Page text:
The USCIRF said Indian courts are still adjudicating cases stemming from large-scale Hindu-Muslim communal violence in Uttar Pradesh in 2013 and in Gujarat in 2002, Hindu-Christian communal violence in Odisha in 2007-2008, and Hindu-Sikh communal violence in Delhi in 1984.

“NGOs, religious leaders, and human rights activists allege religious bias and corruption in these investigations and adjudications. A one-member special judicial inquiry commission is still investigating the 2013 riots in Muzaffarnagar, Uttar Pradesh that left dozens, mostly Muslims, dead and tens of thousands, mostly Muslims, displaced.

“Cases stemming from the 2002 Gujarat violence also continue, including a special court case pertaining to the killing of 68 people, including former Congress Party Parliamentarian Ehsan Jafri,” it said.

Take no cognisance of such reports: Govt

India strongly reacted to a report by a US Congress-established panel claiming that minorities in the country have been subjected to “violent attacks” and “forced conversions” after the Modi government assumed power in 2014, saying it does not take cognisance of such reports.

External Affairs Spokesperson Vikas Swarup said, “Our attention has been drawn to a report of the USCIRF which has passed judgement on religious freedom in India.

“The report appears to be based on limited understanding of India, its Constitution and its society.”

He further said, “We take no cognisance of the report.”

PTI

Minorities facing violent attacks, forced conversions since Modi sarkar: US panel

Washington: Religious minorities in India have been subjected to “violent attacks, forced conversions” and ‘Ghar Wapsi’ campaigns by groups like RSS after the Modi government assumed power in 2014, a US Congress-established panel has said.

In its 2015 annual report, the US Commission on International Religious Freedom asked the Obama Administration to press the Indian government to publicly rebuke officials and religious leaders who make derogatory remarks about communities and to boost religious freedom standards in India.

communalriotscommunalriotsThe panel said that despite the country’s status as a pluralistic, secular democracy, India has long struggled to protect minority religious communities or provide justice when crimes occur, which perpetuates a climate of impunity.

Incidents of religiously-motivated and communal violence reportedly have increased for three consecutive years, the panel said in its key findings.

Andhra Pradesh, Uttar Pradesh, Bihar, Chhattisgarh, Gujarat, Odisha, Karnataka, Madhya Pradesh, Maharashtra and Rajasthan tend to have the greatest number of religiously-motivated attacks and communal violence incidents.

Non-governmental organisations (NGOs) and religious leaders, including from the Muslim, Christian and Sikh communities, attributed the initial increase to religiously-divisive campaigning in advance of India’s 2014 general election.

“Since the election, religious minority communities have been subject to derogatory comments by politicians linked to the ruling Bharatiya Janata Party (BJP) and numerous violent attacks and forced conversions by Hindu nationalist groups, such as Rashtriya Swayamsevak Sangh (RSS) and Vishva Hindu Parishad (VHP),” the report said.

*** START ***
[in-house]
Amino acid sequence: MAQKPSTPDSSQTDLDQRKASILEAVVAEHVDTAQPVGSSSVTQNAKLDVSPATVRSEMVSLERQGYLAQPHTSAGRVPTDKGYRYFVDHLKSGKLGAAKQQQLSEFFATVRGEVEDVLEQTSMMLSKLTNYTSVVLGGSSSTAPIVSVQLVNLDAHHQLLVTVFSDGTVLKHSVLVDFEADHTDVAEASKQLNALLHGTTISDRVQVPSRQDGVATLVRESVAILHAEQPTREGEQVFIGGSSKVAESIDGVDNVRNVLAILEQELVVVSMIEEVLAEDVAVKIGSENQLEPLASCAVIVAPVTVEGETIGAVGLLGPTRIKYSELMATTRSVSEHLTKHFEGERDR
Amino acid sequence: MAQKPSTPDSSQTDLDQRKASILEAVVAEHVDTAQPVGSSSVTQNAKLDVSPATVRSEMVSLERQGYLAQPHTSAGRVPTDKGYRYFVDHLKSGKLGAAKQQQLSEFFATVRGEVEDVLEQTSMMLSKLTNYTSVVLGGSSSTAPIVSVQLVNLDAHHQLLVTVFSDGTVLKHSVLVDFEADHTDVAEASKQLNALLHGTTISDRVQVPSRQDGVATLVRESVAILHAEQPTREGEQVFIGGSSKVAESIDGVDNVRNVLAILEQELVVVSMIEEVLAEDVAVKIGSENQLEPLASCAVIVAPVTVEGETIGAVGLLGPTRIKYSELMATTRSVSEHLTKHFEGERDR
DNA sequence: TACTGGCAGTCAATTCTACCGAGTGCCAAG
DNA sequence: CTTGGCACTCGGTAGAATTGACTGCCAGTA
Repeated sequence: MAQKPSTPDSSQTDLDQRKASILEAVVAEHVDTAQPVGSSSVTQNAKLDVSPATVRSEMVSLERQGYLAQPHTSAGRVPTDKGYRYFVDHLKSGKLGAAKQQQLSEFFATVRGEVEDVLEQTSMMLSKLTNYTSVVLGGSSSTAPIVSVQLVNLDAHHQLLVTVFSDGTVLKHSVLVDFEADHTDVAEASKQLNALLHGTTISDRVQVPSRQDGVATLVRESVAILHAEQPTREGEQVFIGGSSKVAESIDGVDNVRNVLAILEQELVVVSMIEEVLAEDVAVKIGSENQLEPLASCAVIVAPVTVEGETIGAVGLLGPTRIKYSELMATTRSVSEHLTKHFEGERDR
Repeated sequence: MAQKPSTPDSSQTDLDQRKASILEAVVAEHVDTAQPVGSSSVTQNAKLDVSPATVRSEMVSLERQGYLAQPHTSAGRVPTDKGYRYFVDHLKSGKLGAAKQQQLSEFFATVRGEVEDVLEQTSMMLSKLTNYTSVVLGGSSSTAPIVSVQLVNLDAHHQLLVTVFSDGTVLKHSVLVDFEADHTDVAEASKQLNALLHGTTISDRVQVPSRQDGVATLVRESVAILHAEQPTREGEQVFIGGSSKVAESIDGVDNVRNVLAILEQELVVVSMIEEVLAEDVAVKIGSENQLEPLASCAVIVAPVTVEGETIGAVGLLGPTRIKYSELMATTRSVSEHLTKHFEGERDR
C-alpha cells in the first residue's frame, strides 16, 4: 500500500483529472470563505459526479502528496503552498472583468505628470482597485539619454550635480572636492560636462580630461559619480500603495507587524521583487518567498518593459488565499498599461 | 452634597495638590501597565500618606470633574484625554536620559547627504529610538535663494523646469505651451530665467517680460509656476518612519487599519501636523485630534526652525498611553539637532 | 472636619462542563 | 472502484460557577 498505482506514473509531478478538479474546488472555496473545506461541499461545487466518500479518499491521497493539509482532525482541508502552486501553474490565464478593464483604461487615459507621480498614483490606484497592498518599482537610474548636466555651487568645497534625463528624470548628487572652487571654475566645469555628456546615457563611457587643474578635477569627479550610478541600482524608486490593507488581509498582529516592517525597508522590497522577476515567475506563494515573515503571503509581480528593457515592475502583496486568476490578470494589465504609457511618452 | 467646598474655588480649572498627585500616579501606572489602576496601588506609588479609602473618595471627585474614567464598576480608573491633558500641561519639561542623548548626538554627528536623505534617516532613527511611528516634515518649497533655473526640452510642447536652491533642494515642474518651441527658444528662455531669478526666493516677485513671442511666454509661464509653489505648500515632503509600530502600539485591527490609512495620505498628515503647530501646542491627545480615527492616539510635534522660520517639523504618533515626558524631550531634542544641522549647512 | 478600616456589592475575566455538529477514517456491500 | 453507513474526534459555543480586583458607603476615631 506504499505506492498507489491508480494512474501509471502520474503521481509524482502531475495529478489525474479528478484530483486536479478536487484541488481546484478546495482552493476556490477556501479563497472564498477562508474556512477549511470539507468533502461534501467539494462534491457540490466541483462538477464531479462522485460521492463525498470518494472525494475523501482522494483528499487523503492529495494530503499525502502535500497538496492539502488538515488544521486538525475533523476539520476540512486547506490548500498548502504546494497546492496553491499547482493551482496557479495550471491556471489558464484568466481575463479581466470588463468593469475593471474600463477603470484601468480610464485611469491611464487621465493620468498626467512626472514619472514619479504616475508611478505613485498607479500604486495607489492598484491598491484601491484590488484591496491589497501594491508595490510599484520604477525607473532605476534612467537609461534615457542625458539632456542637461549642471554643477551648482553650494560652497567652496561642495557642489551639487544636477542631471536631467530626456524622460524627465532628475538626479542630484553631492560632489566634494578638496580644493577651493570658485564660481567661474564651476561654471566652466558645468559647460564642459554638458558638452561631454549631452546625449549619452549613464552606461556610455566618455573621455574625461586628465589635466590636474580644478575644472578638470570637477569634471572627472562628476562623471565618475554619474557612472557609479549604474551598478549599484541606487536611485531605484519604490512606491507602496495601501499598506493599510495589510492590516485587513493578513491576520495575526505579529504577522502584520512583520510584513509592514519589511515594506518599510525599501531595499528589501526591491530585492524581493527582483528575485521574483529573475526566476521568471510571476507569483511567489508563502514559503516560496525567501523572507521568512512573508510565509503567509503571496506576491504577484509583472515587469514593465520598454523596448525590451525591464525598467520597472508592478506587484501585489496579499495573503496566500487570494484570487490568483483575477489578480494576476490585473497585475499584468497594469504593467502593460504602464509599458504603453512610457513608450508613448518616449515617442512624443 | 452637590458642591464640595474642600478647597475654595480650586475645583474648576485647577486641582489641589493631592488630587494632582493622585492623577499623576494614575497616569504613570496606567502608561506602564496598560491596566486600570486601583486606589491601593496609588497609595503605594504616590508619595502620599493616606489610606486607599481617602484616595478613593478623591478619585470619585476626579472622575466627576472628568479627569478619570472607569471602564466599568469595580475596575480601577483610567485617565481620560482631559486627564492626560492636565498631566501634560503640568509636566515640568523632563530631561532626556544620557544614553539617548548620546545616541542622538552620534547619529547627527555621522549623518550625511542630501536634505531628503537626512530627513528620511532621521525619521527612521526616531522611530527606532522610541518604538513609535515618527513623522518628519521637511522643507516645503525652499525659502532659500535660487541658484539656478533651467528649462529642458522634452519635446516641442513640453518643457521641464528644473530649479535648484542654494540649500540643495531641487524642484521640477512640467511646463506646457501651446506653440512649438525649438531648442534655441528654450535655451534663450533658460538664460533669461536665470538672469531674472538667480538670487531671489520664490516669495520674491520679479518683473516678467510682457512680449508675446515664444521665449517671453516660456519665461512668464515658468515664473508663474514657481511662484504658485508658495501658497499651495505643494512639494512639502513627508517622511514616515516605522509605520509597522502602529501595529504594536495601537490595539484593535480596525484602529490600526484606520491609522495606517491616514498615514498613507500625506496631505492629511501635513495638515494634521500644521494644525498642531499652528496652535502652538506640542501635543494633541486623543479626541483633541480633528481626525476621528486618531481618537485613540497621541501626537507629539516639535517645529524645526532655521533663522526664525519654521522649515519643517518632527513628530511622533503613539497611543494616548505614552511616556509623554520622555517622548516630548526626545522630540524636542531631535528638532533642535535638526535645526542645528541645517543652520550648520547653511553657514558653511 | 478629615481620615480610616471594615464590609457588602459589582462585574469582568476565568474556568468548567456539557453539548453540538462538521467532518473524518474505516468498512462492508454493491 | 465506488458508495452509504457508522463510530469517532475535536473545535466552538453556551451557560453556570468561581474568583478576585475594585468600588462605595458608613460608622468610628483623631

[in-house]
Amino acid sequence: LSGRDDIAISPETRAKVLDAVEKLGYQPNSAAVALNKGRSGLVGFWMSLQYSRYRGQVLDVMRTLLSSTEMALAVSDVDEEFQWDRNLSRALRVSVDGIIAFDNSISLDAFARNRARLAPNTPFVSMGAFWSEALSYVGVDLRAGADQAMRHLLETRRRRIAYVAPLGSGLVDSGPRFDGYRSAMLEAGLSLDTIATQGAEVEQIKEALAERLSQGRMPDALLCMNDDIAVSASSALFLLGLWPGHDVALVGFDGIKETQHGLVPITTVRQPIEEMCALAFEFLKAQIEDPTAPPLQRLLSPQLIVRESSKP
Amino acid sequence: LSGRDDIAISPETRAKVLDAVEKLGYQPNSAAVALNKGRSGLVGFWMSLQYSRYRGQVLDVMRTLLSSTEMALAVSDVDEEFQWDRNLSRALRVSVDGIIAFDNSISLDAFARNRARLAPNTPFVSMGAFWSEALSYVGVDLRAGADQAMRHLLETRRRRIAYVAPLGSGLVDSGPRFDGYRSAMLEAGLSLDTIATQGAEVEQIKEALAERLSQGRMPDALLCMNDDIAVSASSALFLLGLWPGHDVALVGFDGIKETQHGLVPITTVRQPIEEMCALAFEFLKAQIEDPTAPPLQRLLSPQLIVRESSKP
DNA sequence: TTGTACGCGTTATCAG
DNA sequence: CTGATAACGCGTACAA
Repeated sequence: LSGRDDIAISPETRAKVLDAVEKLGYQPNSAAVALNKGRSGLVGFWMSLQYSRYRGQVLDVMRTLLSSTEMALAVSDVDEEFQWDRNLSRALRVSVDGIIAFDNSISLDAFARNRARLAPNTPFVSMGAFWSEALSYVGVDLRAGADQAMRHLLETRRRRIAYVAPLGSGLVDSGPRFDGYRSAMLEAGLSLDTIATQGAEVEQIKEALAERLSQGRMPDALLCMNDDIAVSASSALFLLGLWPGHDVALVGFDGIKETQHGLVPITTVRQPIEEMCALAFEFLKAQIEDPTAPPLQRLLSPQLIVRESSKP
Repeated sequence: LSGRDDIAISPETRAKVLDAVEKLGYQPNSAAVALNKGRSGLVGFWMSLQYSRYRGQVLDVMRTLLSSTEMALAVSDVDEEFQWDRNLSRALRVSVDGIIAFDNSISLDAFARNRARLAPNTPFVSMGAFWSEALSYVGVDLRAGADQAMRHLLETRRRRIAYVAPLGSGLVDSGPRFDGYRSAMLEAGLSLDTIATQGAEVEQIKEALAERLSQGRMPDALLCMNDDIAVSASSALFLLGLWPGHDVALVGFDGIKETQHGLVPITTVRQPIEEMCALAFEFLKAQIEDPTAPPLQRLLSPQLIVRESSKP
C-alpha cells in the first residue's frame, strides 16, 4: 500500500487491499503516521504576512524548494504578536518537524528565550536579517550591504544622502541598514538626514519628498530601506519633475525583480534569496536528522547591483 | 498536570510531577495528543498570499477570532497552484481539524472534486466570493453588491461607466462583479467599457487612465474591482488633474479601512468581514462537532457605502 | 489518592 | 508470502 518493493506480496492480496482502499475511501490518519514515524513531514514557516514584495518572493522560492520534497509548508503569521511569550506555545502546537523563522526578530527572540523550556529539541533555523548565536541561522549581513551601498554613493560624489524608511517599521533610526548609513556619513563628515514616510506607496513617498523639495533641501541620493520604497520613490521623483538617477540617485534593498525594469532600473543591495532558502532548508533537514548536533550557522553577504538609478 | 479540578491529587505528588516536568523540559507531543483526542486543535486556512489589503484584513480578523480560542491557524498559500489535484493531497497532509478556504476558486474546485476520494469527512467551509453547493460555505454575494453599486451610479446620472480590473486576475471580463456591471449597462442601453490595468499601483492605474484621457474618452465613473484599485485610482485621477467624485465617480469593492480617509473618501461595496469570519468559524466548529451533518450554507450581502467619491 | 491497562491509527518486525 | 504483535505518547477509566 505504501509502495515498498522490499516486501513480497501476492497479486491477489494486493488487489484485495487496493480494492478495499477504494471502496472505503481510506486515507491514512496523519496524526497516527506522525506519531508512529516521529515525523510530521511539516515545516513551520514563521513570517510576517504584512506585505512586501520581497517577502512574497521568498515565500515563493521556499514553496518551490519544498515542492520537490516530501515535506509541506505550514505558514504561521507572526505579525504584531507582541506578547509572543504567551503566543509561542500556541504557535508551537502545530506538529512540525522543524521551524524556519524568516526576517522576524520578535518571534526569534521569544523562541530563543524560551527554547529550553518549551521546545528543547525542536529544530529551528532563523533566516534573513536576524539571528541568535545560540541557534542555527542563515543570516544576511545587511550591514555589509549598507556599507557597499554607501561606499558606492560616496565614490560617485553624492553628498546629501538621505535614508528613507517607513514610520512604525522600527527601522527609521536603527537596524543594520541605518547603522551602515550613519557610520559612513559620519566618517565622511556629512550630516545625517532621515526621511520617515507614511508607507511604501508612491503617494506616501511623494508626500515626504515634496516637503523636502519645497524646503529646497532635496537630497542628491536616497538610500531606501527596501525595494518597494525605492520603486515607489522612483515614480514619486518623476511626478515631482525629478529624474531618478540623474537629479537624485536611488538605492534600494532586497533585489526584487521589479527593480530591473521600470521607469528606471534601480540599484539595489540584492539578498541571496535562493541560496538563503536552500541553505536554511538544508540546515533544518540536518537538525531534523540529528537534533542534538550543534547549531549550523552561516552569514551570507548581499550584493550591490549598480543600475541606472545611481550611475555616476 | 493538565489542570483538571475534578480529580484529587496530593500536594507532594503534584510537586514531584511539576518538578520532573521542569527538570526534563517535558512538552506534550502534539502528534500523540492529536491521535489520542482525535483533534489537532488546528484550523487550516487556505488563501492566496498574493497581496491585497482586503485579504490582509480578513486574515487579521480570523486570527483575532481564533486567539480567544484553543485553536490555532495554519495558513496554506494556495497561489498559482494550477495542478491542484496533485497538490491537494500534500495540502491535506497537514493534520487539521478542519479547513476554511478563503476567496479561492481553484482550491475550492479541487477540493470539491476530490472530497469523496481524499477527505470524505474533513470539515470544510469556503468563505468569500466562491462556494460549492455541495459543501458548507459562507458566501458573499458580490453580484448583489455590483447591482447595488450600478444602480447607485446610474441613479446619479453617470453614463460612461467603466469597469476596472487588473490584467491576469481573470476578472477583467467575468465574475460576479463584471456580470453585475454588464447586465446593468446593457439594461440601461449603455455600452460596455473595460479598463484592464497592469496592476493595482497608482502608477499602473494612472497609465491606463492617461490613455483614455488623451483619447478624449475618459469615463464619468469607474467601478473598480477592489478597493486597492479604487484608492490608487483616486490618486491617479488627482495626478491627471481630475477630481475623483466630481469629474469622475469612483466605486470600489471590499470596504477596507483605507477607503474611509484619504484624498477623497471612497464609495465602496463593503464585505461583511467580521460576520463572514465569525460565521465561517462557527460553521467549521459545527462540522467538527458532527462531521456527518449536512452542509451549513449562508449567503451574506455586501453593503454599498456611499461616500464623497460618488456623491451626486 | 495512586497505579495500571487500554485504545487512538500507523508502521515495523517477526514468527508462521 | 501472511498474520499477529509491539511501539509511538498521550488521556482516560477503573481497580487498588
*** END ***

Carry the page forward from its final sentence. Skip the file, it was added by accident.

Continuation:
USCIRF said in December 2014, Hindu groups announced plans to forcibly “reconvert” at least 4,000 Christian families and 1,000 Muslim families to Hinduism in Uttar Pradesh on Christmas day as part of a so-called ‘Ghar Wapsi’ (returning home) programme.

“In advance of the programme, the Hindu groups sought to raise money for their campaign, noting that it cost nearly 200,000 rupees per Christian and 500,000 rupees per Muslim. After both domestic and international criticism, the day was ‘postponed’ according to Mohan Bhagwat, an RSS leader,” it said.

The panel said Hindu groups also reportedly give monetary incentives to Hindus to convert Christians and Muslims to Hinduism. In early December, hundreds of Muslims reportedly were forcibly “reconverted” to Hinduism in a mass ceremony in Agra.

“Members of the RSS allegedly tricked dozens of Muslims families into attending a meeting by telling them they would be provided financial help, but instead a Hindu religious leader performed a Hindu conversion ceremony; an investigation is underway,” it said.

The USCIRF said in September 2014, the Dalit Seventh-day Adventists filed a report in Uttar Pradesh that they were forcibly converted to Hinduism and that their church was converted to a Hindu temple.

It is not known if a police investigation was conducted in the matter.

The nationalist groups also allegedly target Dalits if they are believed to be considering conversion away from Hinduism, it said.

According to the report, at an event honouring Indian Catholic saints in February, Prime Minister Narendra Modi stated publicly, for the first time, that his government “will ensure that there is complete freedom of faith and that everyone has the undeniable right to retain or adopt the religion of his or her choice without coercion or undue influence”.

This statement is notable given longstanding allegations that, as Chief Minister of Gujarat in 2002, Modi was complicit in anti-Muslim riots in that state, it said.